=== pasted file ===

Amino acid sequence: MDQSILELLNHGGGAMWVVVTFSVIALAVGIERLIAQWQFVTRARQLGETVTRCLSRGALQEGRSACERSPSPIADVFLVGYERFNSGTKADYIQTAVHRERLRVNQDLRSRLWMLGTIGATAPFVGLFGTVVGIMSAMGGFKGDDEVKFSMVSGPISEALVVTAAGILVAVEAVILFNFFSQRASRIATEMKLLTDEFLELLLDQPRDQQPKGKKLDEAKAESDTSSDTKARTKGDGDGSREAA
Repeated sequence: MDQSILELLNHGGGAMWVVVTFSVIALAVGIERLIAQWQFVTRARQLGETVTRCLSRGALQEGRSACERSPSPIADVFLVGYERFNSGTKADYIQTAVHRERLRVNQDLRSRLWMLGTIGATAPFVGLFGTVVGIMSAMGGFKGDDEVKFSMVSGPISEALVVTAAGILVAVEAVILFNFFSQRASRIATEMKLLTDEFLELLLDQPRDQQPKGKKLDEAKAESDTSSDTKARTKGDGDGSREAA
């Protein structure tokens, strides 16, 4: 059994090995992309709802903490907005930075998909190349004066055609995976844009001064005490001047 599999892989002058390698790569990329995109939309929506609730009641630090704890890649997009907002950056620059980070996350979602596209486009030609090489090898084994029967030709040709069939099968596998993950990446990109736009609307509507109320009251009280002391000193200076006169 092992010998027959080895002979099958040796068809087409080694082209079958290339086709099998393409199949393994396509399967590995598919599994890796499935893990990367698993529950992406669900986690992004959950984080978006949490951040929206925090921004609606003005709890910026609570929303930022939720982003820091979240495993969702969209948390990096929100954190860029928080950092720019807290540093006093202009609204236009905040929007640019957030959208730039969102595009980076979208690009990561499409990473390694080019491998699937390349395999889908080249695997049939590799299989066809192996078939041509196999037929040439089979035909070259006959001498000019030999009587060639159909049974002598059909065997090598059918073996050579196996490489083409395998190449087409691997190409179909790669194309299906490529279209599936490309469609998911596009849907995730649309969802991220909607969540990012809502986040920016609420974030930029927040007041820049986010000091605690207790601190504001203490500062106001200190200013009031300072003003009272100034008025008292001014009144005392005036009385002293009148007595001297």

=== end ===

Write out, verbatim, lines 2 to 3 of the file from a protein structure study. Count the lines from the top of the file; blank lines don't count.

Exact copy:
Repeated sequence: MDQSILELLNHGGGAMWVVVTFSVIALAVGIERLIAQWQFVTRARQLGETVTRCLSRGALQEGRSACERSPSPIADVFLVGYERFNSGTKADYIQTAVHRERLRVNQDLRSRLWMLGTIGATAPFVGLFGTVVGIMSAMGGFKGDDEVKFSMVSGPISEALVVTAAGILVAVEAVILFNFFSQRASRIATEMKLLTDEFLELLLDQPRDQQPKGKKLDEAKAESDTSSDTKARTKGDGDGSREAA
């Protein structure tokens, strides 16, 4: 059994090995992309709802903490907005930075998909190349004066055609995976844009001064005490001047 599999892989002058390698790569990329995109939309929506609730009641630090704890890649997009907002950056620059980070996350979602596209486009030609090489090898084994029967030709040709069939099968596998993950990446990109736009609307509507109320009251009280002391000193200076006169 092992010998027959080895002979099958040796068809087409080694082209079958290339086709099998393409199949393994396509399967590995598919599994890796499935893990990367698993529950992406669900986690992004959950984080978006949490951040929206925090921004609606003005709890910026609570929303930022939720982003820091979240495993969702969209948390990096929100954190860029928080950092720019807290540093006093202009609204236009905040929007640019957030959208730039969102595009980076979208690009990561499409990473390694080019491998699937390349395999889908080249695997049939590799299989066809192996078939041509196999037929040439089979035909070259006959001498000019030999009587060639159909049974002598059909065997090598059918073996050579196996490489083409395998190449087409691997190409179909790669194309299906490529279209599936490309469609998911596009849907995730649309969802991220909607969540990012809502986040920016609420974030930029927040007041820049986010000091605690207790601190504001203490500062106001200190200013009031300072003003009272100034008025008292001014009144005392005036009385002293009148007595001297």